Navel Gazing and the Art of Content Creation
Navel gazing is defined as the excessive absorption in the self.
Just like those people at the party who only talk about themselves, non profits are notorious navel gazers. And just like those people at the party who only talk about themselves, non profits have trouble making long-lasting friends (AKA donors).
Are we truly narcissistic? I don’t think so. I think we’ve been trained to talk about ourselves all of the time. But would it kill us to turn outwards occasionally? NO!
Here are some examples of non profits branching outwards:
- Population Services International is an NGO that helps women in the developing world get access to health services like family planning. To shake things up, we recently asked one of their donors who is a New York Times best selling author to pen a blog post about six books she recommends that showcase women’s empowerment. And while the selections just tangentially relate to PSI’s work, we’re releasing it as a summer reading list.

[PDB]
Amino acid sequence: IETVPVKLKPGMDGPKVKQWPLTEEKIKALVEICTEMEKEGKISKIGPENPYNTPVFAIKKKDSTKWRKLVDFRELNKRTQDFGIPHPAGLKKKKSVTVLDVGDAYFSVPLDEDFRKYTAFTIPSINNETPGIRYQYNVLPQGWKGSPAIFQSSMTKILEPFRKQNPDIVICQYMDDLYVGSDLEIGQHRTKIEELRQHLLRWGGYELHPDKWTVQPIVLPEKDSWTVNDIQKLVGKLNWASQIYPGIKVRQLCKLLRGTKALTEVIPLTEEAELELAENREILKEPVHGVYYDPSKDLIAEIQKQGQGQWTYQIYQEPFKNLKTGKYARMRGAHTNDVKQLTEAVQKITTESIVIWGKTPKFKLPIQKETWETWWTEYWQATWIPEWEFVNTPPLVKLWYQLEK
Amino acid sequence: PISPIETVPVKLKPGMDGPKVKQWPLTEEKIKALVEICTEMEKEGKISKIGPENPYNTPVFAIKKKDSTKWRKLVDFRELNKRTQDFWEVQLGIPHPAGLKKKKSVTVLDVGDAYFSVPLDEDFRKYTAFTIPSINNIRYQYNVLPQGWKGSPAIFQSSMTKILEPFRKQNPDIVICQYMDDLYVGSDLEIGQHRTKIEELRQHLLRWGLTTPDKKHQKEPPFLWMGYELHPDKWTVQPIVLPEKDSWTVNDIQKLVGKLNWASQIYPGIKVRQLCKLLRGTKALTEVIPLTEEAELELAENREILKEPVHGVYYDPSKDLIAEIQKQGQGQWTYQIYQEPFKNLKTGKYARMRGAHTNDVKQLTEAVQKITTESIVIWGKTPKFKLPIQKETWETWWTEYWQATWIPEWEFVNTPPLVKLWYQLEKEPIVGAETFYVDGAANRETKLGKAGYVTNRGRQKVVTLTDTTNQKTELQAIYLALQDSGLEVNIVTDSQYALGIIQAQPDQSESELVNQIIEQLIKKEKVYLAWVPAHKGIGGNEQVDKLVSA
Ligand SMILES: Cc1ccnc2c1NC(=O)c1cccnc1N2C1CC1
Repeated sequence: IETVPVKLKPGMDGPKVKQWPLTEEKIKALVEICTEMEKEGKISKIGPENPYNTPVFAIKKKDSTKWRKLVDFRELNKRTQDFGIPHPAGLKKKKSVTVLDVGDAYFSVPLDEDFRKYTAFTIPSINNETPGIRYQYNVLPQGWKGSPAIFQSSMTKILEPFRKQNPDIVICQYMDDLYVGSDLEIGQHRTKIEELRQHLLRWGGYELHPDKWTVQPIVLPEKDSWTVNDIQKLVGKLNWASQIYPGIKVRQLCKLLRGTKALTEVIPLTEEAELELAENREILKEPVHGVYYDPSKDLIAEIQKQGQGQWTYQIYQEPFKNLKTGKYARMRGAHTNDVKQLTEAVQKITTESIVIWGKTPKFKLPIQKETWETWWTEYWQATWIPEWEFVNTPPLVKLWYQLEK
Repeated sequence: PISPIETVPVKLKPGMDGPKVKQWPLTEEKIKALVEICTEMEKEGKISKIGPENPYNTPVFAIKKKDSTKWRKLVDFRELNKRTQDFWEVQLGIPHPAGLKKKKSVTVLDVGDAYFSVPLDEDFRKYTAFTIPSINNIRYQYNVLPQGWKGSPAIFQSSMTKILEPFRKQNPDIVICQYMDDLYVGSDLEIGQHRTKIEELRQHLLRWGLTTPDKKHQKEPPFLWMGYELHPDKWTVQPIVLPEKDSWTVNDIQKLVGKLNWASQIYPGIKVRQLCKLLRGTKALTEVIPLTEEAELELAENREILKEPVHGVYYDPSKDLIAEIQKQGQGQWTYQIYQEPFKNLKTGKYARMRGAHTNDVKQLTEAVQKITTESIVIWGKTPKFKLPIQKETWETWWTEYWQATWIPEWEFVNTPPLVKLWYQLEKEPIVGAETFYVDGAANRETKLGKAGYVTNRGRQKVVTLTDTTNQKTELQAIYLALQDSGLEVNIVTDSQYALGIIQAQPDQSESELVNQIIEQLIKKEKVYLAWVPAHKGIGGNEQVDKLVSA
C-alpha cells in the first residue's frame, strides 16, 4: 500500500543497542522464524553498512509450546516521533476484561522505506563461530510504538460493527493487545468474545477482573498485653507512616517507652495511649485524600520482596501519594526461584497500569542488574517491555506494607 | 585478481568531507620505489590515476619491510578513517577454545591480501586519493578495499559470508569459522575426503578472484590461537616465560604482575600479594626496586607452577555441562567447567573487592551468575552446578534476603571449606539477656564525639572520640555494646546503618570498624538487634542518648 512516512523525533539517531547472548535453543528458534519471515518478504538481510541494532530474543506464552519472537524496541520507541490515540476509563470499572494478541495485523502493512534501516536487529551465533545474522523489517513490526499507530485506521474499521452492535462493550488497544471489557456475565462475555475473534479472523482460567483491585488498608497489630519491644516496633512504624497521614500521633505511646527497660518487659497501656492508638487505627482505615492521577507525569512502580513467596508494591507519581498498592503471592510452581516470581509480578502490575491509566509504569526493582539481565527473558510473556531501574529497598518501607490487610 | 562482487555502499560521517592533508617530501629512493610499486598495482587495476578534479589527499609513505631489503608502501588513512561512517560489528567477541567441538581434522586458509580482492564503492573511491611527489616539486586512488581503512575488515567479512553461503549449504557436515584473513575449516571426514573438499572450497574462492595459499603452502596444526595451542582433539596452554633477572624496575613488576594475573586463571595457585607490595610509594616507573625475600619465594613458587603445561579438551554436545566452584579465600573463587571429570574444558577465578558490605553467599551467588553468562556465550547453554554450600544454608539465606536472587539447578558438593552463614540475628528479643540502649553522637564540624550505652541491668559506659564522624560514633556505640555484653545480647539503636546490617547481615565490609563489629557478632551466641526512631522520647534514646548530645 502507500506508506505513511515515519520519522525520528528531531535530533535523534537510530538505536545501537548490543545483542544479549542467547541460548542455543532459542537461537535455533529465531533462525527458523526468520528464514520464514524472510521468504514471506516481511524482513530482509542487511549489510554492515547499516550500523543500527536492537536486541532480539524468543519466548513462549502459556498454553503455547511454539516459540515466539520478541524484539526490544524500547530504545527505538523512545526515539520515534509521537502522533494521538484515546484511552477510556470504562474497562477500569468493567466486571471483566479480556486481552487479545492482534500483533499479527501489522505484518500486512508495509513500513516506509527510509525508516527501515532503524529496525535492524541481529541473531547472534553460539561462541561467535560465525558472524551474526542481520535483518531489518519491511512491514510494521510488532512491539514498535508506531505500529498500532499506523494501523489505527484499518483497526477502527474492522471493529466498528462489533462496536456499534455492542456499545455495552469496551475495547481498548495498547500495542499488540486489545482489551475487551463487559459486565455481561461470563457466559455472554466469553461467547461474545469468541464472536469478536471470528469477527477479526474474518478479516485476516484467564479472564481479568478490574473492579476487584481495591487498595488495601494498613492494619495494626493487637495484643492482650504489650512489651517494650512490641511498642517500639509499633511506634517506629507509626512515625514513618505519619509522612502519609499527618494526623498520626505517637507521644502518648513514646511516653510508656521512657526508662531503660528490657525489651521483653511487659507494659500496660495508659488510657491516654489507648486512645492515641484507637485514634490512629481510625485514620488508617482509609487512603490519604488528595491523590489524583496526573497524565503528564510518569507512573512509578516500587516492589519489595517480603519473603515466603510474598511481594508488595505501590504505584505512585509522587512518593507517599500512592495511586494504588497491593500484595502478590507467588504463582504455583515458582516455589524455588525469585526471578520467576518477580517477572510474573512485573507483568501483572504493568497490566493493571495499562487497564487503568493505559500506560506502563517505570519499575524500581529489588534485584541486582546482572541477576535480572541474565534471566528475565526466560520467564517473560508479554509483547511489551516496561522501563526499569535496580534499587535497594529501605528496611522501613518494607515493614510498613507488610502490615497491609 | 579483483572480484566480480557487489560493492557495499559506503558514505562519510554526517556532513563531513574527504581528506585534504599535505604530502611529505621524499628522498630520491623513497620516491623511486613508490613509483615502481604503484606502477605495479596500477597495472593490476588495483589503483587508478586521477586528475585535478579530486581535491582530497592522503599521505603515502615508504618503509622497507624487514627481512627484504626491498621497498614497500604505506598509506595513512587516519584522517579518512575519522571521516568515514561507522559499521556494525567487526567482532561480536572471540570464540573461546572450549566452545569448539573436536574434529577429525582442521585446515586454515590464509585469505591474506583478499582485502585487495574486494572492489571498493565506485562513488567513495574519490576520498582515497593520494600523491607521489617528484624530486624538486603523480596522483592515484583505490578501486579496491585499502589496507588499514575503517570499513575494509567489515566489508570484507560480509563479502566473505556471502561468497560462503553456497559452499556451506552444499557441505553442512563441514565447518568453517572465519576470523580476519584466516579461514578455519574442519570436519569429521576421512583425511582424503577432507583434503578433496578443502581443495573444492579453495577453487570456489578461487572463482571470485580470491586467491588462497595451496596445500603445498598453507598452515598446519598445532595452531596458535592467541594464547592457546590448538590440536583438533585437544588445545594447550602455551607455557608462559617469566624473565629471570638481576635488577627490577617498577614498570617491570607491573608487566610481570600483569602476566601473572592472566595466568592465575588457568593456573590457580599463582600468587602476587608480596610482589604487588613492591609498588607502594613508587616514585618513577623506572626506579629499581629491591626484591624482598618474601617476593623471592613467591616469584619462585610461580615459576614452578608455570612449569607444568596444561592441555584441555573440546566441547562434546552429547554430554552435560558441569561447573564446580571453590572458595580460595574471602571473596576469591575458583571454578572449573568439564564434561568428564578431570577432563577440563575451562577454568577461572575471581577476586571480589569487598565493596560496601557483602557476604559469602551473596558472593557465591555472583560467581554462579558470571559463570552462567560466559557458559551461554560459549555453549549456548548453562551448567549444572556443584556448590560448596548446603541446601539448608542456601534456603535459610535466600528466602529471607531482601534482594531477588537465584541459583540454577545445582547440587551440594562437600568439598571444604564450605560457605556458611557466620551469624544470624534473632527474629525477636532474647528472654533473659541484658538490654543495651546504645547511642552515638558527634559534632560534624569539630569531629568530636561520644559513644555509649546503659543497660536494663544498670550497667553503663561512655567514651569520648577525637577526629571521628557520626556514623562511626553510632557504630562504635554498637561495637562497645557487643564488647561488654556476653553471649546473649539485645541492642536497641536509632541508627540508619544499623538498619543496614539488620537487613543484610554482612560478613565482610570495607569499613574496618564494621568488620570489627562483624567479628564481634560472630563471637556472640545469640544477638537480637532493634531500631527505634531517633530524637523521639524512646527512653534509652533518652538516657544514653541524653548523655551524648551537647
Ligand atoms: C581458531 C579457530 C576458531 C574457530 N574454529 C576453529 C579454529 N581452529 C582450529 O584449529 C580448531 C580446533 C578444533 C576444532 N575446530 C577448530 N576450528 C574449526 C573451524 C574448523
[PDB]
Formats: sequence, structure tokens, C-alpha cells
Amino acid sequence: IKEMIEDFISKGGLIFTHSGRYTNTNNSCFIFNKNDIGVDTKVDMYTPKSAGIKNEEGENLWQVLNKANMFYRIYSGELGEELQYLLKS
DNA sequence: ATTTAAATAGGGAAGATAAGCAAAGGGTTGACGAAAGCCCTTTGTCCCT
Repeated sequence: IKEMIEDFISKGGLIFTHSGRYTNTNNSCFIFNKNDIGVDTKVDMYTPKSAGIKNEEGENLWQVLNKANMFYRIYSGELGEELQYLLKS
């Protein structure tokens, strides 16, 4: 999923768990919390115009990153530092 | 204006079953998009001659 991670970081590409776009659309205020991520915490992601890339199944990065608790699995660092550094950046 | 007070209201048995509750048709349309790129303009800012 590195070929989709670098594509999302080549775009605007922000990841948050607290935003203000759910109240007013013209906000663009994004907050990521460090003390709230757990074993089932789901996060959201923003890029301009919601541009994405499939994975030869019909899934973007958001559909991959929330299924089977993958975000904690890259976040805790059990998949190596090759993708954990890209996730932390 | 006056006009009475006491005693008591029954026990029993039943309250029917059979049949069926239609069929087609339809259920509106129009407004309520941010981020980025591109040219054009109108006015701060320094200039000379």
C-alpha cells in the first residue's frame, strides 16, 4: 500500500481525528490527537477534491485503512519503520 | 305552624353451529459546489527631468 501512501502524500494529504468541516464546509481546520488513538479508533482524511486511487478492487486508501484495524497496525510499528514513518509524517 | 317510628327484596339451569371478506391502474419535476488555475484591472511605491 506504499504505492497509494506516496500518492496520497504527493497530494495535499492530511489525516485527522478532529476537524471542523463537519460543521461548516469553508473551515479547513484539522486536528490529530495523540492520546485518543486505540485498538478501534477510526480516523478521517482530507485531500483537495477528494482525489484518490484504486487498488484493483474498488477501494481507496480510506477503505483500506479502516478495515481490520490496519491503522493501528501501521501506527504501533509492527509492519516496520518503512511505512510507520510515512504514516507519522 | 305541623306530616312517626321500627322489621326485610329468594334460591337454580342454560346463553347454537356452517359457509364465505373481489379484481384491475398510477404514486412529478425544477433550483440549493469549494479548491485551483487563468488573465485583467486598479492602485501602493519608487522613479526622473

- Every Friday, Humane Society International sends me a Meatless Monday recipe. They write, “Whether to help animals and the environment or to be healthier, people are eating more meat-free meals than ever.” And their recipes make it easy for me to do just that.
- Bedsider, a project of the National Campaign to Prevent Teen and Unplanned Pregnancy sends me a titillating message each week about sex. Of course, their goal is to promote contraception. But in doing so, they share articles like “Sensual Massage Moves That Will Make Your Partner Melt,” “Piercings and Sex,” and “Is Sex On the Job A Good Idea?”
Yes – your donors want to know how you are making a difference in the world. But they also want related content that will keep them engaged in the conversation.
What kind of outward-facing content can you create